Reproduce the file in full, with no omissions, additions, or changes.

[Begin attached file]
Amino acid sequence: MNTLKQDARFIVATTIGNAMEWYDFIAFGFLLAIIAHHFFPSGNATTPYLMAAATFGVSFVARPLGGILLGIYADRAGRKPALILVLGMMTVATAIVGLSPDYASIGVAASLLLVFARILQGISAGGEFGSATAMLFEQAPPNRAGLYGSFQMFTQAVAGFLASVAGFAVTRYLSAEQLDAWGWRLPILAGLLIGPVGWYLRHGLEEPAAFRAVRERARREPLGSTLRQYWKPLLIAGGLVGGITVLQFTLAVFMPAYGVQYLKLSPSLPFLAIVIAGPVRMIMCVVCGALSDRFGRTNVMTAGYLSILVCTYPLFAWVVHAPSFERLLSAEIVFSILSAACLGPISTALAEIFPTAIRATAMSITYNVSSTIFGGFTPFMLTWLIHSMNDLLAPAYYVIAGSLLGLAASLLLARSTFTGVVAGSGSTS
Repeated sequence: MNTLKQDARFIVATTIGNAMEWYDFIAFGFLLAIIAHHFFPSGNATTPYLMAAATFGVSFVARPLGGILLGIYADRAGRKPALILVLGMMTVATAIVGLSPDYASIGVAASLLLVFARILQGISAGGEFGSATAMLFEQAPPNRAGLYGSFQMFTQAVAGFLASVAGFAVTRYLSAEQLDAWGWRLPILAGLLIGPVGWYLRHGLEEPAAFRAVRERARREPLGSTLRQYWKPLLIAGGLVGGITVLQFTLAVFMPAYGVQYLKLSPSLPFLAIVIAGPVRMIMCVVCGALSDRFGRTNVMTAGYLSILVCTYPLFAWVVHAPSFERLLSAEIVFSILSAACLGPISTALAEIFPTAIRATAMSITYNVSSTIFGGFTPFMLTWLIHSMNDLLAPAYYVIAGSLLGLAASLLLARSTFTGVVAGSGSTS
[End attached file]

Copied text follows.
Amino acid sequence: MNTLKQDARFIVATTIGNAMEWYDFIAFGFLLAIIAHHFFPSGNATTPYLMAAATFGVSFVARPLGGILLGIYADRAGRKPALILVLGMMTVATAIVGLSPDYASIGVAASLLLVFARILQGISAGGEFGSATAMLFEQAPPNRAGLYGSFQMFTQAVAGFLASVAGFAVTRYLSAEQLDAWGWRLPILAGLLIGPVGWYLRHGLEEPAAFRAVRERARREPLGSTLRQYWKPLLIAGGLVGGITVLQFTLAVFMPAYGVQYLKLSPSLPFLAIVIAGPVRMIMCVVCGALSDRFGRTNVMTAGYLSILVCTYPLFAWVVHAPSFERLLSAEIVFSILSAACLGPISTALAEIFPTAIRATAMSITYNVSSTIFGGFTPFMLTWLIHSMNDLLAPAYYVIAGSLLGLAASLLLARSTFTGVVAGSGSTS
Repeated sequence: MNTLKQDARFIVATTIGNAMEWYDFIAFGFLLAIIAHHFFPSGNATTPYLMAAATFGVSFVARPLGGILLGIYADRAGRKPALILVLGMMTVATAIVGLSPDYASIGVAASLLLVFARILQGISAGGEFGSATAMLFEQAPPNRAGLYGSFQMFTQAVAGFLASVAGFAVTRYLSAEQLDAWGWRLPILAGLLIGPVGWYLRHGLEEPAAFRAVRERARREPLGSTLRQYWKPLLIAGGLVGGITVLQFTLAVFMPAYGVQYLKLSPSLPFLAIVIAGPVRMIMCVVCGALSDRFGRTNVMTAGYLSILVCTYPLFAWVVHAPSFERLLSAEIVFSILSAACLGPISTALAEIFPTAIRATAMSITYNVSSTIFGGFTPFMLTWLIHSMNDLLAPAYYVIAGSLLGLAASLLLARSTFTGVVAGSGSTS